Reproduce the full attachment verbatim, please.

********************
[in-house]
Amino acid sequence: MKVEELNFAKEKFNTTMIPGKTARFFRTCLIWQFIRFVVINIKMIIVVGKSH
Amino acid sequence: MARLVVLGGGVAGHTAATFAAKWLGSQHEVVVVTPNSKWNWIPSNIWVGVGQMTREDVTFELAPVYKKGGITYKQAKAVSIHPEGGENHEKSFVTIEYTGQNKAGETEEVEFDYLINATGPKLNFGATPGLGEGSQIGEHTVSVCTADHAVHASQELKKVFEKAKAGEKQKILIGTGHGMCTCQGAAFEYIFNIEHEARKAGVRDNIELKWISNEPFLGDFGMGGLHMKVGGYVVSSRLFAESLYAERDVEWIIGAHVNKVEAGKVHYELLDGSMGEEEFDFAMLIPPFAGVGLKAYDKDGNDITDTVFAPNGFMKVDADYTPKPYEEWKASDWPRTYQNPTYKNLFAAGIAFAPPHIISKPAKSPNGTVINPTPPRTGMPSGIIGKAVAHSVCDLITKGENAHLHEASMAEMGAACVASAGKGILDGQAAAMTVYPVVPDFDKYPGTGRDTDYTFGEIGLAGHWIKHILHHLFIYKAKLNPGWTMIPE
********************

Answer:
[in-house]
Amino acid sequence: MKVEELNFAKEKFNTTMIPGKTARFFRTCLIWQFIRFVVINIKMIIVVGKSH
Amino acid sequence: MARLVVLGGGVAGHTAATFAAKWLGSQHEVVVVTPNSKWNWIPSNIWVGVGQMTREDVTFELAPVYKKGGITYKQAKAVSIHPEGGENHEKSFVTIEYTGQNKAGETEEVEFDYLINATGPKLNFGATPGLGEGSQIGEHTVSVCTADHAVHASQELKKVFEKAKAGEKQKILIGTGHGMCTCQGAAFEYIFNIEHEARKAGVRDNIELKWISNEPFLGDFGMGGLHMKVGGYVVSSRLFAESLYAERDVEWIIGAHVNKVEAGKVHYELLDGSMGEEEFDFAMLIPPFAGVGLKAYDKDGNDITDTVFAPNGFMKVDADYTPKPYEEWKASDWPRTYQNPTYKNLFAAGIAFAPPHIISKPAKSPNGTVINPTPPRTGMPSGIIGKAVAHSVCDLITKGENAHLHEASMAEMGAACVASAGKGILDGQAAAMTVYPVVPDFDKYPGTGRDTDYTFGEIGLAGHWIKHILHHLFIYKAKLNPGWTMIPE